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Re: [widgets] Public keys in widgets URI scheme?

From: Aaron Boodman <aa@google.com>
Date: Tue, 16 Jun 2009 10:24:14 -0700
Message-ID: <278fd46c0906161024h4cdfd340j5f09377b3b507ceb@mail.gmail.com>
To: Robin Berjon <robin@berjon.com>
Cc: Adam Barth <w3c@adambarth.com>, public-webapps <public-webapps@w3.org>
On Tue, Jun 16, 2009 at 4:11 AM, Robin Berjon<robin@berjon.com> wrote:
> Just out of curiosity, would you mind expanding on the "design ideas" that
> you share with widgets that make you so happy? We're interested in happiness
> :) Also, do you think that beyond design ideas you could at some point reuse
> the concrete specifications that we've developed, and if not why, what's
> missing, etc.? Thanks!

The intent of the Chrome extensions system is to reuse as much of the
web platform as possible, just like with Widgets. In actual
implementation, they are zipped packages of HTML, CSS, and JavaScript,
which is similar to your design.

But the thing I was talking about that we have been very happy with
was the idea of using a public key as the unique identifier for an
extension. This has worked very well for us. Every extension has an
RSA key pair and the public key is the extension's one true unique ID
(but for convenience, we also use a hash of the public key as an ID in
some places). Every deployed instance of the extension is signed with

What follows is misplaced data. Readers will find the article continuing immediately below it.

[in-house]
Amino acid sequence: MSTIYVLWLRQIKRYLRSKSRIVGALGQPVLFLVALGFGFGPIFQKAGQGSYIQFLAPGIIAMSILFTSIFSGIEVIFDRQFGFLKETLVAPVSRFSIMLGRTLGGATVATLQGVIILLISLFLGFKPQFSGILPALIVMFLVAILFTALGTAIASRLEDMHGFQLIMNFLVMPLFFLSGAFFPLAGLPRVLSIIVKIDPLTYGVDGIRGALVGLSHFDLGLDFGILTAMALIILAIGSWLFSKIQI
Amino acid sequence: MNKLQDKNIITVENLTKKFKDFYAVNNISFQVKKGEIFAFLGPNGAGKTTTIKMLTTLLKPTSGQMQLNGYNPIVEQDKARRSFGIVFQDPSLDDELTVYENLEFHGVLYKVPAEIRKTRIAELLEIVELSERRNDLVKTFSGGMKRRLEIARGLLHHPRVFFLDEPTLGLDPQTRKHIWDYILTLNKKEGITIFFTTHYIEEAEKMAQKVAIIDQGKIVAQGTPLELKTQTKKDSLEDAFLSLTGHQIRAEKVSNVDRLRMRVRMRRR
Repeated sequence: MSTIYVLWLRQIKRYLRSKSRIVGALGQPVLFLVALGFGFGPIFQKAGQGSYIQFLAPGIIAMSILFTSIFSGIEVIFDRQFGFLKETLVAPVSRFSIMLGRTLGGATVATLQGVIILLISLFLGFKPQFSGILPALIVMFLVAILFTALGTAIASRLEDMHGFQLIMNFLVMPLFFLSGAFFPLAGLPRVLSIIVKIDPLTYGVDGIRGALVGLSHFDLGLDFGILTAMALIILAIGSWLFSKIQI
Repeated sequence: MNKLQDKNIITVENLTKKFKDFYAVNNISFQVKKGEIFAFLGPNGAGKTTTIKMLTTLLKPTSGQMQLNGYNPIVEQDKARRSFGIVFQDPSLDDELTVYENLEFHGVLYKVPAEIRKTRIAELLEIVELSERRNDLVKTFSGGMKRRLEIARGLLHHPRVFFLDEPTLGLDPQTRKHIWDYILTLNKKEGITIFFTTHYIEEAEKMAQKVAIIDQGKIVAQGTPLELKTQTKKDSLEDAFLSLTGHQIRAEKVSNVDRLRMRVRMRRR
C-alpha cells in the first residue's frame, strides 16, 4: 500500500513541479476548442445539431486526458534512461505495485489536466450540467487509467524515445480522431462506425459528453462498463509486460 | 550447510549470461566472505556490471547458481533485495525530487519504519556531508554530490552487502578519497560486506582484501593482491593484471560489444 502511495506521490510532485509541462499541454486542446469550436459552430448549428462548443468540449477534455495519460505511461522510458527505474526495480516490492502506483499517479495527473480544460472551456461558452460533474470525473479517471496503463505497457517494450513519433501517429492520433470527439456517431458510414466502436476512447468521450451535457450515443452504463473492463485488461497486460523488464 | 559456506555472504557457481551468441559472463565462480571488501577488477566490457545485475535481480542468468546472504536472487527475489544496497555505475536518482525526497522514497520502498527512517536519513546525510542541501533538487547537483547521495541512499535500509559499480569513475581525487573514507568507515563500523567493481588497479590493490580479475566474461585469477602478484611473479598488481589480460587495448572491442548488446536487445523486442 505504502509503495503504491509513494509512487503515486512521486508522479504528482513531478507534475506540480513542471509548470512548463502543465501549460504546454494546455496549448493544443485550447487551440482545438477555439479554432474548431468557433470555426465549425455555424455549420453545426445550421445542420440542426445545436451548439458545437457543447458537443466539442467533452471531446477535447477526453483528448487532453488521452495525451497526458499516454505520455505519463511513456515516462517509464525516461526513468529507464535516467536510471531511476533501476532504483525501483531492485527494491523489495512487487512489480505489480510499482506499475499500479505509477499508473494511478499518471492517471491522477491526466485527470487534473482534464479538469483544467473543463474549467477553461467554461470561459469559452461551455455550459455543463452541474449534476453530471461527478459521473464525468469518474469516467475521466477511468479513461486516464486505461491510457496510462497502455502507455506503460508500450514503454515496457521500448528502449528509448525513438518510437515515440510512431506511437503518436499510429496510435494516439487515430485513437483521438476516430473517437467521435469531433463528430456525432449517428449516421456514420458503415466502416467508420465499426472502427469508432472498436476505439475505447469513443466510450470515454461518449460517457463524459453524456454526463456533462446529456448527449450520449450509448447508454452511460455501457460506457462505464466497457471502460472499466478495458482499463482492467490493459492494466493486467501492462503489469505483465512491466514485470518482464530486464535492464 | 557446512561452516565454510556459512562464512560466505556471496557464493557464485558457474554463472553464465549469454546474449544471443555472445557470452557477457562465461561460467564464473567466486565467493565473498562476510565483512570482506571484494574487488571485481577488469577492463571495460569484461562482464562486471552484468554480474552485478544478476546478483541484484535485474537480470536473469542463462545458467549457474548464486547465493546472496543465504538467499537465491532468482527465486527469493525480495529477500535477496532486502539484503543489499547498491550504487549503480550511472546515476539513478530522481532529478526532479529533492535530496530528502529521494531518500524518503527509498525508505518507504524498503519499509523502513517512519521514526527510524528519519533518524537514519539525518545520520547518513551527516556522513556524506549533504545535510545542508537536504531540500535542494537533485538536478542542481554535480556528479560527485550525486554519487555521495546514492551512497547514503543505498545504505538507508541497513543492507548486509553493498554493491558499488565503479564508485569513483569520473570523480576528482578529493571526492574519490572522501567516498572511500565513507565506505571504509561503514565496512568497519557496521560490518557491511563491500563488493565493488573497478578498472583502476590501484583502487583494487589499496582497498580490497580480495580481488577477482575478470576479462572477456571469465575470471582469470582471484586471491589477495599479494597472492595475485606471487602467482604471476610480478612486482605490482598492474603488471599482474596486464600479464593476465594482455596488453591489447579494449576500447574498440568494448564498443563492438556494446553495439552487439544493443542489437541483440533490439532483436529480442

this key pair.

One interesting outcome of this is that it is impossible to have ID
collisions. In systems where a GUID must be chosen by a developer,
developers sometimes accidentally or maliciously copy the ID of
another extension. This is not possible if the unique ID is the public
key because the developer would have to know the private key, too,
since every extension must be signed by the private key.

As for reusing the actual widgets spec, I think that there are some
important differences. Chrome extensions are intended to extend the
actual Chrome UI, not stand alone. So there are multiple surfaces
where you can run HTML pages that are tightly coupled to the visual
design of a browser (toolbars, sidebars, urlbar, etc). Similarly the
APIs you have access to as a developer are frequently browser-related:
bookmarks, history, etc.

But the good thing is that as everyone seems to converge on HTML as
the core of their systems, reuse gets easier and easier. If somebody
did want to repackage an extension as a widget, it should be possible
to reuse a lot of the code directly.

- a
Received on Tuesday, 16 June 2009 17:24:50 UTC

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